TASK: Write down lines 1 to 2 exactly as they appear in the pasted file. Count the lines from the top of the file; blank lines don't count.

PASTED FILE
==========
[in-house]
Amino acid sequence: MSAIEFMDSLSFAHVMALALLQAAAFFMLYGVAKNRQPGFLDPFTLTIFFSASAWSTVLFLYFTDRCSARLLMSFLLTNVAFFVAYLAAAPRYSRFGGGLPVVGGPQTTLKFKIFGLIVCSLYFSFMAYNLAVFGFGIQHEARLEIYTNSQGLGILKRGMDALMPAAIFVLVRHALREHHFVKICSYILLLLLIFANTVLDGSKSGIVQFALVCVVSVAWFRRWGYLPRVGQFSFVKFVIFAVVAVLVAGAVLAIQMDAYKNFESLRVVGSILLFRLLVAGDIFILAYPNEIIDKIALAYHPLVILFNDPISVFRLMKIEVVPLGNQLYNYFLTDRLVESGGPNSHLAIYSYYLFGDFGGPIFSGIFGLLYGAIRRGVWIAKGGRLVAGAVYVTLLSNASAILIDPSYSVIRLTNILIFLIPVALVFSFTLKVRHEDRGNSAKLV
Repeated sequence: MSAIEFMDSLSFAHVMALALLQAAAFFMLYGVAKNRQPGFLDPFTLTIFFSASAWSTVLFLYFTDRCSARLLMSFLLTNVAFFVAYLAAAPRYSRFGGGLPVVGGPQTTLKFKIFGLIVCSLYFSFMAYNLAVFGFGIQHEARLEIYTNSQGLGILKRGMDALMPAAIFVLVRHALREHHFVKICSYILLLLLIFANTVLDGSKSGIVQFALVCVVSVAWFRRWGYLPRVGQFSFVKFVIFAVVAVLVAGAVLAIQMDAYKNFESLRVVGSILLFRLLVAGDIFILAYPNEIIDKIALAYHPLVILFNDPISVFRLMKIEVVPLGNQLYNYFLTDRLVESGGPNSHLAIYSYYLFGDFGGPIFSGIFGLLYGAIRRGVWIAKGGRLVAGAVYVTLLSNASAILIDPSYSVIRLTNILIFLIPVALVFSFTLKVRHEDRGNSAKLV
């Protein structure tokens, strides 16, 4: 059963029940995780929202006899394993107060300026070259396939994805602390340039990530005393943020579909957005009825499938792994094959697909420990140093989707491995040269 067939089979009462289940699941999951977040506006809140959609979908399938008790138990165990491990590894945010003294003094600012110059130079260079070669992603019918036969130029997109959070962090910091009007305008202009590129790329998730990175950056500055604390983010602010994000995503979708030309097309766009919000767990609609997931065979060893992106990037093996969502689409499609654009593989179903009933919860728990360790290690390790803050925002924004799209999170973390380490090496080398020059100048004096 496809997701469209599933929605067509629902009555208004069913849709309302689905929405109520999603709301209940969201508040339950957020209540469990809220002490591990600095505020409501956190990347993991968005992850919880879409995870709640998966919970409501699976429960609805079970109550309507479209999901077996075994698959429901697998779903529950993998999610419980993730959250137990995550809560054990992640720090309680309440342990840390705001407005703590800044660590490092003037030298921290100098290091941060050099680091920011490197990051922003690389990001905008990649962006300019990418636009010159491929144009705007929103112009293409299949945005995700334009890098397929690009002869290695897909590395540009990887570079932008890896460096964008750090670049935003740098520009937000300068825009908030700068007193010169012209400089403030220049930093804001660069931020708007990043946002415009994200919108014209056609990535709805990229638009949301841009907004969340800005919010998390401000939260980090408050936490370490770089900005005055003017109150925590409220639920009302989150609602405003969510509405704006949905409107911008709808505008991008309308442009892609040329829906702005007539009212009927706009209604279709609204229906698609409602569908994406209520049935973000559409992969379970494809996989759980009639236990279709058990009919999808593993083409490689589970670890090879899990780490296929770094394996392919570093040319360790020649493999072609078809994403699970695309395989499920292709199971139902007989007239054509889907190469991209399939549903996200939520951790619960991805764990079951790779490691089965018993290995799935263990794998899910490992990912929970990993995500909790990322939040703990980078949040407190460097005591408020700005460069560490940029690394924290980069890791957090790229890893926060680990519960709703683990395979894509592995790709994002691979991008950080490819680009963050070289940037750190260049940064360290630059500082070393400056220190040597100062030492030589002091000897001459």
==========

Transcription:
[in-house]
Amino acid sequence: MSAIEFMDSLSFAHVMALALLQAAAFFMLYGVAKNRQPGFLDPFTLTIFFSASAWSTVLFLYFTDRCSARLLMSFLLTNVAFFVAYLAAAPRYSRFGGGLPVVGGPQTTLKFKIFGLIVCSLYFSFMAYNLAVFGFGIQHEARLEIYTNSQGLGILKRGMDALMPAAIFVLVRHALREHHFVKICSYILLLLLIFANTVLDGSKSGIVQFALVCVVSVAWFRRWGYLPRVGQFSFVKFVIFAVVAVLVAGAVLAIQMDAYKNFESLRVVGSILLFRLLVAGDIFILAYPNEIIDKIALAYHPLVILFNDPISVFRLMKIEVVPLGNQLYNYFLTDRLVESGGPNSHLAIYSYYLFGDFGGPIFSGIFGLLYGAIRRGVWIAKGGRLVAGAVYVTLLSNASAILIDPSYSVIRLTNILIFLIPVALVFSFTLKVRHEDRGNSAKLV